When a user on your iSeries system signs on to a terminal session, he will be presented with a command line. Given enough security permissions, a user can do just about anything from that command line -- if he is inquisitive enough. This tip discusses several options for controlling what a user can do, and more importantly what he cannot do, when he is presented with a command line.
Controlling use of the command line begins with the way your user profile is set up -- specifically, the option to "Limit capabilities" (LMTCPB). That will define what, if any, controls the system imposes over use of the command line. Unfortunately, many systems just use the default "*NO" setting for this value and that leaves the command line wide open for use -- and abuse.
There are three possibilities for the LMTCPB parameter in the user profile:
- *NO - means there are NO limits on the user of the command line. In addition to processing commands from the command line, the user can also make certain changes to their user profile that you might not want them making.
- *PARTIAL - this is a little better than the *NO option and it limits certain actions the user can take at sign on and from the command line, but they can still run commands.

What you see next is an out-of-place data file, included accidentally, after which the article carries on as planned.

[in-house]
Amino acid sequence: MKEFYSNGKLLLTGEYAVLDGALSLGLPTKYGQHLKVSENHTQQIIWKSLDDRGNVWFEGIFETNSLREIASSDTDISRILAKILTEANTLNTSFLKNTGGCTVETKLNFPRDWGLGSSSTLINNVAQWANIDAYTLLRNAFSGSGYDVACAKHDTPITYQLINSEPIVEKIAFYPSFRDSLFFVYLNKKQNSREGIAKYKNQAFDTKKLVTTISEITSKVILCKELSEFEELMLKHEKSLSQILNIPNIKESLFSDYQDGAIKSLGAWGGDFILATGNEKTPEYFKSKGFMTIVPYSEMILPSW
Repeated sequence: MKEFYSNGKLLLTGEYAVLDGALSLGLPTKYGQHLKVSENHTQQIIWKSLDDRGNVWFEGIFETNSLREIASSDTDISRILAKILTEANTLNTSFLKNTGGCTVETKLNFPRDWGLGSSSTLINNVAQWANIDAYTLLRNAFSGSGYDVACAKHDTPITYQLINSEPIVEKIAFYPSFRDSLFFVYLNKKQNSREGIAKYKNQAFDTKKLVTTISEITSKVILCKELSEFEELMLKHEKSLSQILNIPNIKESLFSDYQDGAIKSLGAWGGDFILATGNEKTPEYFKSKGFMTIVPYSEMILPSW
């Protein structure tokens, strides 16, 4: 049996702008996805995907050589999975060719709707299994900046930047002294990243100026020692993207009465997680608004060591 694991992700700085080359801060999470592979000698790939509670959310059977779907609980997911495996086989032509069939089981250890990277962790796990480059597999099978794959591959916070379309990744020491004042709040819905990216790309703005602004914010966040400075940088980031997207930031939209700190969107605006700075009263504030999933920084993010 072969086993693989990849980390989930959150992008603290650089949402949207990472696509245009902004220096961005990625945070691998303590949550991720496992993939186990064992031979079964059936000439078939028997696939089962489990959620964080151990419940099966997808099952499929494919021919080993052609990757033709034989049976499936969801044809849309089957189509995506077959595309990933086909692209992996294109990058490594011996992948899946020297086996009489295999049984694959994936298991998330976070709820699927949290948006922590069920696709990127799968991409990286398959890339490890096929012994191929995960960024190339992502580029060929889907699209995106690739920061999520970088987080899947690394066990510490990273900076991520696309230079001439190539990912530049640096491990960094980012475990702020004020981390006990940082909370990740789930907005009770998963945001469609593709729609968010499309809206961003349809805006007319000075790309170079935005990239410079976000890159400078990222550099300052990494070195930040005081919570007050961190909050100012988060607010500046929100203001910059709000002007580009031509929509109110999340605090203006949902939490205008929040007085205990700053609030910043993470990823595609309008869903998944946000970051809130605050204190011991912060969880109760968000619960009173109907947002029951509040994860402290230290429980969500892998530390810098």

- *YES - this is the best option for most of your users. The user cannot specify different parameters for menu and library from the sign-on screen and they cannot change the setup for their user profile. The user also is not permitted to run any OS/400 commands from the command line.
But, your user says, "I need to be able to check my output reports using the WRKSPLF or WRKOUTQ command!" This is a common issue in some shops, but setting the LMTCPB for the user profile to *NO or *PARTIAL is not the answer. If a user needs to use a very limited set of OS/400 commands, the best way to solve that issue is by creating menu options for them to use. The user can continue to run the commands from the menu option with no problem.
One thing to also be careful about is the starting menu you present to your user. Again, the default that comes from IBM is to give your users access to the OS/400 MAIN menu in QSYS. This menu can easily lead an inquisitive user to options and capabilities that you don't want them seeing or using. Even by following the menu options, a user can easily get into areas where they just don't belong. Make sure you specify a starting menu that strictly limits where the user can go. Spend some time testing your menu structures to make sure they do not lead a user to capabilities that they should not be granted.
In Part II of this article, we'll take a look at how to effectively limit use of commands in OS/400 when you absolutely have to let users have access to the OS/400 command line.
If you have any questions about this topic, you can reach me at firstname.lastname@example.org, I'll give it my best shot. All e-mail messages will be answered.
About the author: Rich Loeber is president of Kisco Information Systems Inc. in Saranac Lake, N.Y. The company is a provider of various security products for the iSeries market.
This was first published in June 2005